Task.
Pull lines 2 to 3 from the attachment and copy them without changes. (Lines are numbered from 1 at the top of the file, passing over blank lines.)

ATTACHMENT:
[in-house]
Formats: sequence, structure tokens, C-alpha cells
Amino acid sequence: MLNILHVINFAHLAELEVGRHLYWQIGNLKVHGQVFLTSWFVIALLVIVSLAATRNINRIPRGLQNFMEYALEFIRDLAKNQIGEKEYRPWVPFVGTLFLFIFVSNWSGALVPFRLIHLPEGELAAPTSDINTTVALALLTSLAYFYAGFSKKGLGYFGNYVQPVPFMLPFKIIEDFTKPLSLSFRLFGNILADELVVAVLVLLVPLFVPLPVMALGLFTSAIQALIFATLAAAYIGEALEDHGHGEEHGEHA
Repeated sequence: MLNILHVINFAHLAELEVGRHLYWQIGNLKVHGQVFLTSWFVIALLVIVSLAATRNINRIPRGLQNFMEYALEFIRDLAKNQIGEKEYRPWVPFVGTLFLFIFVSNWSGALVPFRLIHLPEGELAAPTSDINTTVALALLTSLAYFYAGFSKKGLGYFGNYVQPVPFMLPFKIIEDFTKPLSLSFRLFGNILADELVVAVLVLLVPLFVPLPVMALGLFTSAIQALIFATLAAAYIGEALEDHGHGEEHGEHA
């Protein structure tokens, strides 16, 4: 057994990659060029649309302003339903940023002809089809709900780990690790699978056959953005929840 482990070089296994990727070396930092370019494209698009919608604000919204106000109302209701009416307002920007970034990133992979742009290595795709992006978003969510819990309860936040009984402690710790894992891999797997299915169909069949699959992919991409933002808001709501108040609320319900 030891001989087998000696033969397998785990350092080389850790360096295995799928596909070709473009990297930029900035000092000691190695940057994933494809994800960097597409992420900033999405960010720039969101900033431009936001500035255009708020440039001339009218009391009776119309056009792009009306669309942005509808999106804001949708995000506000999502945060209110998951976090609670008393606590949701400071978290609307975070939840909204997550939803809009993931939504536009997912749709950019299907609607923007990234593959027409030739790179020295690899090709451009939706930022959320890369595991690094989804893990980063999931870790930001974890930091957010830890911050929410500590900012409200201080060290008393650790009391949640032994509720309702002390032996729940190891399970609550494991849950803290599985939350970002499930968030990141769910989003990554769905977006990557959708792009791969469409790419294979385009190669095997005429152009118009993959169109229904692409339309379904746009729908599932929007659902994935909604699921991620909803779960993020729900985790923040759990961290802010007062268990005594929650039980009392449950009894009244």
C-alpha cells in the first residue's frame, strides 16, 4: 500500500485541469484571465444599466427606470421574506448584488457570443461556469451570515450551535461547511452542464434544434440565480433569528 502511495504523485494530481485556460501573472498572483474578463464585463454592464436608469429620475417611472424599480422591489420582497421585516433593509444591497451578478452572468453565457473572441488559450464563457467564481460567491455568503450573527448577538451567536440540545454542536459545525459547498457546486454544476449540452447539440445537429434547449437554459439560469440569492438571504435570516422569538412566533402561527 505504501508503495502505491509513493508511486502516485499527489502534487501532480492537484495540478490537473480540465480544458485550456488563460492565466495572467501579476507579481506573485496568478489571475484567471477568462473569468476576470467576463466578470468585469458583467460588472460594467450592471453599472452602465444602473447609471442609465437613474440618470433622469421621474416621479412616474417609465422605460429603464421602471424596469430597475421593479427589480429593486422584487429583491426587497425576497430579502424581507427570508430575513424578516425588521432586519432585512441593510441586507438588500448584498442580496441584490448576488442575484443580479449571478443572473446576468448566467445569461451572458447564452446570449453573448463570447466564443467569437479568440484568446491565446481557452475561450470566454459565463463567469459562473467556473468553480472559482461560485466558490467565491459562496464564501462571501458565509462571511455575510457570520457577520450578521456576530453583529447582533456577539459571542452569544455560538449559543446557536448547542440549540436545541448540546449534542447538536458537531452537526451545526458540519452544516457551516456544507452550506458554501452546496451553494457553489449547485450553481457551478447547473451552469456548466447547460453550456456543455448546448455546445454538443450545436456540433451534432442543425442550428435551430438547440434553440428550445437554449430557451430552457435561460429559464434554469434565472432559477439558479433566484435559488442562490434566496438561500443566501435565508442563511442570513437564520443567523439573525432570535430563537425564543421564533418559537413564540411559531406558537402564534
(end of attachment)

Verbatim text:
Formats: sequence, structure tokens, C-alpha cells
Amino acid sequence: MLNILHVINFAHLAELEVGRHLYWQIGNLKVHGQVFLTSWFVIALLVIVSLAATRNINRIPRGLQNFMEYALEFIRDLAKNQIGEKEYRPWVPFVGTLFLFIFVSNWSGALVPFRLIHLPEGELAAPTSDINTTVALALLTSLAYFYAGFSKKGLGYFGNYVQPVPFMLPFKIIEDFTKPLSLSFRLFGNILADELVVAVLVLLVPLFVPLPVMALGLFTSAIQALIFATLAAAYIGEALEDHGHGEEHGEHA